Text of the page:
USF Theatre Professor Fanni Green measures the year in terms of semesters. That being the case, USF’s production of “the road weeps, the well is dry” is one semester away.
And that’s close for someone who is currently teaching three courses, directing two public readings, mentoring student projects, traveling, serving on college committees and preparing to begin rehearsals for this production on Feb. 25. So pressure is mounting.
After seeing two productions of the play, so far, Green is reviewing her notes and seeing how her original ideas are holding up.
“I learned a lot from them,” she said. “Seeing two explorations of the play and seeing that it remains magical – in two very different approaches – simply makes it more and more real to me. The ‘bigness’ of the play is the most real to me. The sense of the elements of the play have become more alive – the lack of water in the well, the danger of the creek, the heat, the night sky – what are they like for the three factions of people, the freedmen, the Seminoles and the mixture of the two. All share their connection to nature and I’m spurred to explore these components.”
Auditions will be held and preliminary casting will take place as part of an upcoming Town Hall, Nov. 4 to 6, which will bring together representatives from the Lark Play Development staff, including Donna Walker Kuhne, who will meet with community storytellers, the consortium’s production dramaturge, Nakissa Etemad, along with the production designers: Associate Professor of Design G.B. Stephens, (scenic and lighting); Marilyn Bertch (costumes); and Matt Cowley (sound).
Amanda Clark, the USF Theatre School’s marketing coordinator, who is working as the project’s consortium facilitator, observed, “We are almost there – I can feel it. The excitement is building – we are going into our fall Town Hall, just about to cast the show, rehearsals will start and we will be back at Studio@620 with WMNF to read the play for the Radio Theatre Reading Project. And then, before we even know it, the show and the Storytelling Festival and all of our partners from all of the theatres all over the country will be here. I have missed them and I can’t wait to listen and share all that we have, as a collective, done to get to this exact spot.” At the Town Hall, there will be workshops and a full read-through of the play.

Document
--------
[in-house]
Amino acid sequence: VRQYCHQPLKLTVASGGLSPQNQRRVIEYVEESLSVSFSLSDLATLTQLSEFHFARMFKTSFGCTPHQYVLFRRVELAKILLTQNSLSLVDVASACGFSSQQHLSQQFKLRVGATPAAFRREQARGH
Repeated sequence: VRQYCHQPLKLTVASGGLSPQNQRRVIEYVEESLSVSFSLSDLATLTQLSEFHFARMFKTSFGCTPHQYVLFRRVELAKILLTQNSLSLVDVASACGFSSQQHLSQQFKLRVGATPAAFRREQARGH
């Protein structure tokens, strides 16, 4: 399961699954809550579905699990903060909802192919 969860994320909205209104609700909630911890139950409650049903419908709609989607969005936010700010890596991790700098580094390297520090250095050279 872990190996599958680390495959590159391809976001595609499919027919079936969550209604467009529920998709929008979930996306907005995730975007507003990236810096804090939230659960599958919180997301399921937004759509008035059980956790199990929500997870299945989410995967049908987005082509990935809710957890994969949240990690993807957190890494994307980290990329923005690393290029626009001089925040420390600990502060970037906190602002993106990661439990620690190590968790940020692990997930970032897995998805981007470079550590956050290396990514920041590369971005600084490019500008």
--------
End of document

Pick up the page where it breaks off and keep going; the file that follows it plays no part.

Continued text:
And learning about play development is something that makes the project so appealing to her university.
USF School of Theatre & Dance Director Marc Powers unexpectedly found out that what he already understood about the project was not exactly a well-kept secret. At the 2013 Annual Meeting of the National Association of Schools of Theatre, Artistic Director of ArtsEmerson David Dower presented a talk on “New Play Development: Unlocking the Rich Potential in the Academy.”
An enthusiastic endorsement by USF College of the Arts Associate Dean Barton Lee emphasizes the value this production brings to the university. “It is an honor for the School of Theatre & Dance to be selected as the only university theatre program to participate in the LARK Play Development Center’s consortium with three professional theatre companies in the launching of Marcus Gardley’s ‘road weeps, the well runs dry’,” said Lee. “The opportunities for our students, faculty, and staff to study, research, and develop this new theatrical script; to have the opportunity to collaborate with the playwright; to meet the challenge of engaging on campus and off campus departments and organizations as community partners to promote dialogue around the play; To embrace Florida’s Historical presence in the play; to have the unique privilege and opportunity to consult and collaborate with the consortium professional theatre partners adds so much more educational and experiential knowledge to the practice of bringing this play from a script into a live theatrical performance.”
At this point Green says she is “emboldened, humbled, intrigued and geared up to go.” Her mantra these days is, “The journey continues; we are on the road to the well.”